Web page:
The Federal Aviation Administration is ordering airlines to inspect fuel-tank lightning-protection features on all Boeing 747 variants because some components are degrading faster than expected.

The FAA issued the requirements in an airworthiness directive released on 29 November. It responds to reports from Boeing that lightning-safety components in 747 engine fuel systems had failed or cracked.

The rule takes effect in 16 days and requires airlines to act fast. Once effective, it gives carriers 90 days to inspect passenger 747s and 120 days to inspect cargo variants. Airlines will need to complete repetitive inspections at least once every 12 months.

Atlas Air 747. Atlas-2

Source: Atlas Air Worldwide Holdings

US air cargo company Atlas Air Worldwide Holdings and its subsidiaries operate 56 747s, more than any US airline, according to Cirium data

The FAA issued the order as an final rule, not as a proposed rule, reflecting heightened risk. It applies to 211 US-registered 747s of all variants, from -100s to -8s

“The FAA has found that the risk to the flying public justifies forgoing notice and comment prior to adoption of this rule,” the order says. “This is an urgent safety issue, as all fuel feed lightning protection features now have evidence of compromise.”

The order requires airlines to follow inspection and repair procedures detailed in “Multi Operator Messages” sent to airlines by Boeing on 13 November.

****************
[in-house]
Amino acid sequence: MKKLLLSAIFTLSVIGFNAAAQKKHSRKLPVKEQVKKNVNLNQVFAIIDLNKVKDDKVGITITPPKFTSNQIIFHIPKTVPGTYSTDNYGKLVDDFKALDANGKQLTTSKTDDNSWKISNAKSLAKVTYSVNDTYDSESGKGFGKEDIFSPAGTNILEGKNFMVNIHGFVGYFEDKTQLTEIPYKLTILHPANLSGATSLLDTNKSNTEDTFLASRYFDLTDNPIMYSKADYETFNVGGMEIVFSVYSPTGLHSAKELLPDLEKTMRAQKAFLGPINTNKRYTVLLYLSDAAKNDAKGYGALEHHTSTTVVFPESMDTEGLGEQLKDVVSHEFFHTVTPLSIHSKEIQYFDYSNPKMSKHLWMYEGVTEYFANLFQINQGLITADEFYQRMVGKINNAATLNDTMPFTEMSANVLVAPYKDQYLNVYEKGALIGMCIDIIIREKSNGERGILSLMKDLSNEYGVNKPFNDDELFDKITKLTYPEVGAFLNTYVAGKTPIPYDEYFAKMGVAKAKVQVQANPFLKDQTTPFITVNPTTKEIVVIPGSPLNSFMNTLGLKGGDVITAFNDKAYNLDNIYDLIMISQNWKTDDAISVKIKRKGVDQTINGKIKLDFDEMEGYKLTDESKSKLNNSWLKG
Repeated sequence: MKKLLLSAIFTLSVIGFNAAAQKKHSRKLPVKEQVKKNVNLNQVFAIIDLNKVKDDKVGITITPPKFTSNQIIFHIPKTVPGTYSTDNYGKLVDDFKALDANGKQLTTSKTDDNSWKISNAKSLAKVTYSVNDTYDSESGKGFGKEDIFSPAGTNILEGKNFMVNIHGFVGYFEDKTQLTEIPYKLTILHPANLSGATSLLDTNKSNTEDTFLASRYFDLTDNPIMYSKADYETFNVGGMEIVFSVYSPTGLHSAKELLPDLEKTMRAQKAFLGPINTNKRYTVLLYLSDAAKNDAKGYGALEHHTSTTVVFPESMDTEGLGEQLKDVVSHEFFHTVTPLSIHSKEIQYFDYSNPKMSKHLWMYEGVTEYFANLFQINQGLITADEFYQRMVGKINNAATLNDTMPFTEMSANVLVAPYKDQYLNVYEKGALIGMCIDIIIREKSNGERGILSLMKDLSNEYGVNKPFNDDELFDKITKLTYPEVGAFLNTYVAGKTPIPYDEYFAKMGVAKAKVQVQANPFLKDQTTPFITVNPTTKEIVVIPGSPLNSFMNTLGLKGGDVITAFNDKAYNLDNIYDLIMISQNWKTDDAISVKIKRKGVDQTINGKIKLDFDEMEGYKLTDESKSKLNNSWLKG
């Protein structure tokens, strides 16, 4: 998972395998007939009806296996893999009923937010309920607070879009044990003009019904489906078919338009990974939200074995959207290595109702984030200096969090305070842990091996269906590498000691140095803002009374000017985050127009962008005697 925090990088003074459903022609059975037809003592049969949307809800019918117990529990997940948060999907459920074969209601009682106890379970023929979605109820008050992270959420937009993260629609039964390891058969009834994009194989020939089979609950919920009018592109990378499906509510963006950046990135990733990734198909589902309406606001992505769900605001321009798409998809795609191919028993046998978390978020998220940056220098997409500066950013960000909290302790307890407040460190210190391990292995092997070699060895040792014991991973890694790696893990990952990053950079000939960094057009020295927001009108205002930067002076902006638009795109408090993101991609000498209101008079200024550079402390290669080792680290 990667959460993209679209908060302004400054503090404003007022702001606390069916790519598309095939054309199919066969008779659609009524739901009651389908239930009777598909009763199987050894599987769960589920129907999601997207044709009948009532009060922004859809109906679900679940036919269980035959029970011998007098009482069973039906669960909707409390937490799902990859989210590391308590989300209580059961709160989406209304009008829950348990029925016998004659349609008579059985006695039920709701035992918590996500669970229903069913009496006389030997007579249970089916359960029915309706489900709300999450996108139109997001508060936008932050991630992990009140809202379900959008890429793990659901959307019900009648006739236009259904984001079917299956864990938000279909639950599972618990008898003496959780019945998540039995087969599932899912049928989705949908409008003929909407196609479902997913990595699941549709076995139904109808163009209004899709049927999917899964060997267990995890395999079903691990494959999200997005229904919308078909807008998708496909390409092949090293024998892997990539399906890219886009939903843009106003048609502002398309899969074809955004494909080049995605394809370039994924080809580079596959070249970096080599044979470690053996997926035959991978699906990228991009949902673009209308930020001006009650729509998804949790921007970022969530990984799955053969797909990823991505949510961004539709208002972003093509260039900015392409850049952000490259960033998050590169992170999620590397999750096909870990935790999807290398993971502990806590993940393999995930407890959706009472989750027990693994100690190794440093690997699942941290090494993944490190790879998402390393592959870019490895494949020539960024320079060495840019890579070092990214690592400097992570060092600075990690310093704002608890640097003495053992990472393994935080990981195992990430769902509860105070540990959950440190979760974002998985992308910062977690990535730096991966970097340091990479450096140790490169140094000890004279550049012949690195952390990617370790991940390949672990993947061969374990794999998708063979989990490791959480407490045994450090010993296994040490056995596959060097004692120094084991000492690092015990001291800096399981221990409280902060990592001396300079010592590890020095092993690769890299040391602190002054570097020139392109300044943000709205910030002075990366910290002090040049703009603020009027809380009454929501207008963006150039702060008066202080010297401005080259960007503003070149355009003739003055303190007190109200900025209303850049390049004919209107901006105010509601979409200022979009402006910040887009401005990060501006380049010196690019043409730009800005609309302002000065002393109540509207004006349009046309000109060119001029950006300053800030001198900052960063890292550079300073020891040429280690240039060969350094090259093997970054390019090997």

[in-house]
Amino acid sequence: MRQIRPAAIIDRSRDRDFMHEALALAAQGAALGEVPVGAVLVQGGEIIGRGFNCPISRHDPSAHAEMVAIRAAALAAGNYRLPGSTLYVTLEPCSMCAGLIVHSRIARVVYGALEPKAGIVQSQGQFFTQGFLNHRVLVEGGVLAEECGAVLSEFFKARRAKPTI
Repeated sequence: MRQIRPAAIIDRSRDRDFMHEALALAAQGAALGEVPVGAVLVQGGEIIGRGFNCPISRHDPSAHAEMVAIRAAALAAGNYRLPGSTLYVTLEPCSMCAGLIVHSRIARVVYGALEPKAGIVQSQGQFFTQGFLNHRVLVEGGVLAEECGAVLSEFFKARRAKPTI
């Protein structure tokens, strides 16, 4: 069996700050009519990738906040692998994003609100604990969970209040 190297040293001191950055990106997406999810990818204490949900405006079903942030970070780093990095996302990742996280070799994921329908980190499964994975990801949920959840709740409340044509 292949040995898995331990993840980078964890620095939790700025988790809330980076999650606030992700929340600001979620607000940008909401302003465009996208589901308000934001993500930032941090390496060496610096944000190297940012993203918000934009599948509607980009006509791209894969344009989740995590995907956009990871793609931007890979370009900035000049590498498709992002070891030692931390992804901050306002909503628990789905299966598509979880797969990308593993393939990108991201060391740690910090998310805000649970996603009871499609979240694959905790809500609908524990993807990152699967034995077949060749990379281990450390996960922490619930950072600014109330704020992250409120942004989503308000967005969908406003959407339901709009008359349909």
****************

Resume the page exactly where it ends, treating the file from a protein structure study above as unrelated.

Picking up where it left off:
“Boeing supports the US Federal Aviation Administration’s immediately adopted rule, which makes mandatory the guidance we have provided to operators. We remain in communication with the FAA and our customers on this matter,” Boeing says.

It adds that operators started inspecting 747s after receiving Boeing’s recommendations, and says the inspections take two to three days.

The risk involves components designed to prevent sparks along fuel tubes that penetrate 747 fuel tanks.

Specifically, “bonding jumpers” (which create safe paths for electricity) have been failing “at an excessive rate”, Boeing found, according to the FAA. The company discovered “a complete crack around” a 747-8’s “fuel feed fitting encapsulation”, which is designed to isolate sparks caused by lightning strikes.

“The lightning protection features for the engine fuel feed system could fail without being detected. This could result in no lightning protection features remaining,” the FAA says. “A lightning strike to an engine nacelle, in combination with flammable fuel vapours, could result in a fuel tank explosion.”

The rule continues the FAA’s multi-decade push to prevent fuel tank ignitions, set in motion by TWA 800, a 747-100 that exploded off the Long Island coast in 1996, killing all 230 people aboard. The jet’s centre wing fuel tank exploded, most likely due to a short circuit, the US National Transportation Safety Board concluded.

Atlas Air Worldwide Holdings and its affiliates operate 56 747s, more than any other US carrier. Other US airlines with sizeable 747 fleets include UPS (41 of the type), Kalitta Air (24) and National Airlines (eight), according to Cirium data. Airlines globally have 495 747s in service or storage.